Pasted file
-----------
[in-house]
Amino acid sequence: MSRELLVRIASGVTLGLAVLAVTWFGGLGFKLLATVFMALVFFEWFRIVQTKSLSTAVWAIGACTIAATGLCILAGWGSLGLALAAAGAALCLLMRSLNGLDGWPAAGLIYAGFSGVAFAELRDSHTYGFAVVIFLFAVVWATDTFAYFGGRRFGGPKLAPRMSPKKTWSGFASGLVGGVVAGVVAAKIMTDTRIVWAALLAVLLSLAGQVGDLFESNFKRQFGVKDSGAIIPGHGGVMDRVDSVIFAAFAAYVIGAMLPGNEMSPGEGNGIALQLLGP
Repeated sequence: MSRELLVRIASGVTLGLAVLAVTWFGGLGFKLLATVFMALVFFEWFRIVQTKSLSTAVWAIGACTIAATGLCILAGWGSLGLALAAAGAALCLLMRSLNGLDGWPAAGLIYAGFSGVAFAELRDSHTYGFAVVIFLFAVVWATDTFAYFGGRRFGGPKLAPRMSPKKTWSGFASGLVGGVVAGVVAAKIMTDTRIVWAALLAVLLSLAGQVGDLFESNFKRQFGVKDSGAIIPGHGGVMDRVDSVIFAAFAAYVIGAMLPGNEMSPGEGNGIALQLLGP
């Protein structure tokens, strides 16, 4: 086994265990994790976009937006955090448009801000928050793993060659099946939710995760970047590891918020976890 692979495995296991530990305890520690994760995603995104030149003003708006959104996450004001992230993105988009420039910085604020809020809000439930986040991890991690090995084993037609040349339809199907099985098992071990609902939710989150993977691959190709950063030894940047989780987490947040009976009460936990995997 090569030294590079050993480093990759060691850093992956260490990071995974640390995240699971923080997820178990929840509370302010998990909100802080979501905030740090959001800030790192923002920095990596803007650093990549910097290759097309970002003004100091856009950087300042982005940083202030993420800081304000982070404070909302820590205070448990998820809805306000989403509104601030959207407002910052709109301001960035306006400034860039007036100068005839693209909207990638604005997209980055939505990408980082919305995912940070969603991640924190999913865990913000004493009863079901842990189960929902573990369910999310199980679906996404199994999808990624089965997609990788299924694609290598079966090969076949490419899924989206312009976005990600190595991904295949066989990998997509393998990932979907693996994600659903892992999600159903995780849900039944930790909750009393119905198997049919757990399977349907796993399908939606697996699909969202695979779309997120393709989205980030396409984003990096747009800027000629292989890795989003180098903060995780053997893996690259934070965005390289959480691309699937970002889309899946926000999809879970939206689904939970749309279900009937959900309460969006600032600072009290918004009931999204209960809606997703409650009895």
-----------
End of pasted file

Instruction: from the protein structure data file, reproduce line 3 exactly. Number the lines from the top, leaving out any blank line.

Repeated sequence: MSRELLVRIASGVTLGLAVLAVTWFGGLGFKLLATVFMALVFFEWFRIVQTKSLSTAVWAIGACTIAATGLCILAGWGSLGLALAAAGAALCLLMRSLNGLDGWPAAGLIYAGFSGVAFAELRDSHTYGFAVVIFLFAVVWATDTFAYFGGRRFGGPKLAPRMSPKKTWSGFASGLVGGVVAGVVAAKIMTDTRIVWAALLAVLLSLAGQVGDLFESNFKRQFGVKDSGAIIPGHGGVMDRVDSVIFAAFAAYVIGAMLPGNEMSPGEGNGIALQLLGP